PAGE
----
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What is a Crime of Moral Turpitude?

A crime of moral turpitude is an offense that is contrary to socially accepted moral conduct. It is a general term that refers to a wide range of offenses. Most commonly, it is used when discussing offenses committed by individuals who are not citizens of the United States, including both lawful permanent residents and individuals who are in the country temporarily or without proper documentation. Being convicted of most crimes of moral turpitude can result in being deported from the country and in many cases, barred from re-entering the United States for years or even the rest of the defendant’s life. Because of the impact this can have on an individual and his or her family, it is important that any individual charged with a crime of moral turpitude work with an experienced criminal defense attorney to defend their case.

Examples of Crimes of Moral Turpitude

A crime of moral turpitude is defined by the Board of Immigration Appeals as any offense that “shocks the public conscience as being inherently base, vile, or depraved, contrary to the rules of morality and the duties owed between man and man, either one’s fellow man or society in general.” This definition is subjective, so one judge might deem an offense to be a crime of moral turpitude that another might not.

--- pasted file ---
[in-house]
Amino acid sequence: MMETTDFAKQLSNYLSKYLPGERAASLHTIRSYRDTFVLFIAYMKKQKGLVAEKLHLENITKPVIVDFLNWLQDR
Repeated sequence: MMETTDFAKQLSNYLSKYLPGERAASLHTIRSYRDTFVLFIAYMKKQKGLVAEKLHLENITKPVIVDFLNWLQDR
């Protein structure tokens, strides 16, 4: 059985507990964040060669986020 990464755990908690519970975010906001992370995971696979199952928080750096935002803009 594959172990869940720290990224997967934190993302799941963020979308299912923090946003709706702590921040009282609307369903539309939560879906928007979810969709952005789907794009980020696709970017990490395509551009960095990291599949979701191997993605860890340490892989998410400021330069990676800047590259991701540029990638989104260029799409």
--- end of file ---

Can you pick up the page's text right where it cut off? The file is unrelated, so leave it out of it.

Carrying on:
Examples of offenses that may deemed “crimes of moral turpitude” include:

  • Assault;
  • Animal fighting;
  • Murder;
  • Incest;
  • Rape;
  • Involuntary manslaughter and in some cases, manslaughter;
  • Theft;
  • Fraud;
  • Kidnapping;
  • Child abuse;
  • Domestic violence;
  • Robbery; and
  • Conspiracy.

If an offense can be reasonably considered to be immoral and destructive to other people, it can generally be deemed to be a crime of moral turpitude. As you can see, an offense does not necessarily have to be a violent crime to be deemed a crime of moral turpitude; theft and fraud can also earn this designation under certain circumstances. In contrast, lesser offenses like traffic violations and shoplifting are not crimes of moral turpitude.

If you are deported, you can potentially be barred from entering the United States again for as few as five or as many as 20 years. In some cases, an individual may be deemed inadmissible to the United States. Usually, this is the case for individuals who are convicted of crimes of moral turpitude.

Work with a Miami Criminal Defense Attorney

If you have been charged with any type of criminal offense, it is important that you work with an experienced criminal defense attorney to defend your case. Working with the right attorney can mean the difference between having your charge lowered or dismissed and being convicted and having to face a possible deportation. To learn more, contact our team of Miami criminal defense attorneys at Ratzan & Faccidomo, LLC today to schedule your initial legal consultation with us. Do not wait to make the call – be proactive and start working on your case’s defense with a member of our firm today.

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